Gaslighting and Denial

Sister is the same-centered person she was when Brother-in-Law as alive. Granted, she got worse since they got involved, but she’s eight years my senior. She knows better, but she refuses to change. She wasn’t much better when she was involved with her first hubby, a two-bit musician. Sister hasn’t improved since Brother-in-Law met his demise. Dad, Brother One, and Sister never take responsibility for any of their actions. Everything wrong is always someone else’s fault. I know gaslighting is every narcissist’s favorite tool because that’s part of their compendium. Too often, they never gave me credit for anything original. Anytime I said something with merit, they would accuse me of reverberating someone else’s words. They had a penchant towards making me second guess myself and question my own judgment. Neither three have never been diagnosed with NPD, but they share certain traits. They won’t get therapy because they think there’s nothing amiss about them, and they’re without shame. I’m certain Brother One is a full-blown narcissist. He’s the worst of the three.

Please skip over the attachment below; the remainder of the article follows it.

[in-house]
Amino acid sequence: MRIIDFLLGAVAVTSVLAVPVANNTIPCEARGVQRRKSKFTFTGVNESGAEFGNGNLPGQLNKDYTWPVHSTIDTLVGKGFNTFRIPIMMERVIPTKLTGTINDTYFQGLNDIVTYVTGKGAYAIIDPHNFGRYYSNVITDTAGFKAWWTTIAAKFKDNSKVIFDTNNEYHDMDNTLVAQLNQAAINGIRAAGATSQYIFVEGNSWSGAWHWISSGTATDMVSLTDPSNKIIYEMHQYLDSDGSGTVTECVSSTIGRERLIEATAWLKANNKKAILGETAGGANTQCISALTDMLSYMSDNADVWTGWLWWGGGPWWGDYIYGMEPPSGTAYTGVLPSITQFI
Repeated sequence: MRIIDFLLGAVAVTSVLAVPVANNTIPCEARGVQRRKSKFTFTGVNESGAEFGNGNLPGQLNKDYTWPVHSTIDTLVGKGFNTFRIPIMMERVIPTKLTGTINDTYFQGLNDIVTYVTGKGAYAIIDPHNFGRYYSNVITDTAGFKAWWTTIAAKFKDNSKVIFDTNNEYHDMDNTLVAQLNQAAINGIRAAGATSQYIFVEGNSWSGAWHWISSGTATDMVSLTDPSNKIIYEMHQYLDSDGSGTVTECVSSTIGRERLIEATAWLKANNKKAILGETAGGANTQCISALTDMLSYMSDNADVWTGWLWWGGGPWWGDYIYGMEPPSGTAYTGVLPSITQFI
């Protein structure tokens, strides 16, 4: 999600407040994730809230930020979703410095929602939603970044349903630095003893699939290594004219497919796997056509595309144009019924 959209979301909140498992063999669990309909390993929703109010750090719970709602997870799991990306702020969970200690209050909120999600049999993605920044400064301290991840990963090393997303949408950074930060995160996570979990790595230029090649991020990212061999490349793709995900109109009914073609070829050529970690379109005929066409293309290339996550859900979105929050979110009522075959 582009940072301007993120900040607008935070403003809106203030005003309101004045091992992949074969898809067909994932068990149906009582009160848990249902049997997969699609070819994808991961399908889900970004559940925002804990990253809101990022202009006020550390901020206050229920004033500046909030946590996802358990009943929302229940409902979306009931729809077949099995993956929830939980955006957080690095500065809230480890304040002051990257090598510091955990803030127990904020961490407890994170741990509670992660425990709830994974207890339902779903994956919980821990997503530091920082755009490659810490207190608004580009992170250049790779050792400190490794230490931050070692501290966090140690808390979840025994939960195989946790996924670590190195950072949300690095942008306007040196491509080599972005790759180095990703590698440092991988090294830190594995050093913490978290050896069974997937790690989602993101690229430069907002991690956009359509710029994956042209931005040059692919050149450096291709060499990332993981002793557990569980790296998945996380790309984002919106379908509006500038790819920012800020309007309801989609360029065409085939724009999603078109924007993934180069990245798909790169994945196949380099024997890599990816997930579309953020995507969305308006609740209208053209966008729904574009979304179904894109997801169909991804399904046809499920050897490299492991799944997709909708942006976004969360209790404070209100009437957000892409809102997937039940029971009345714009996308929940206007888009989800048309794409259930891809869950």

Cheap Gifts and Bogus Apologies

Skeptics often doubt I have Asperger’s because I have some people skills and bullshit detectors. Little do they know, I acquired these traits growing up with three narcissists. I’ve been battle-tested many times, and I caught onto their ploys. Recently, I celebrated my 40th birthday. Dad came to my party and gave me four brownies as my gift. That’s how cheap he is. Dad lives in an $800K house, but he couldn’t afford to get me a present. I wasn’t upset because I knew that was typical. I adopted the same mindset with him after living in Vietnam. If I ever expected anything to happen, I had to assume the outcome would be absolute garbage. I anticipated he’d put on his Father-of-the-Year act and smile at me through his teeth though I could count the number of times I’d seen him the past few years on one hand. Brother One thought it was my 39th birthday, or at least that’s what he claims. He and Sister were too busy to be bothered and came up with lame excuses not to come. Then they said we could meet up another time, but I told them don’t bother. If it’s too much for them to remember their youngest sibling’s 40th birthday, they’re not worth the time of day.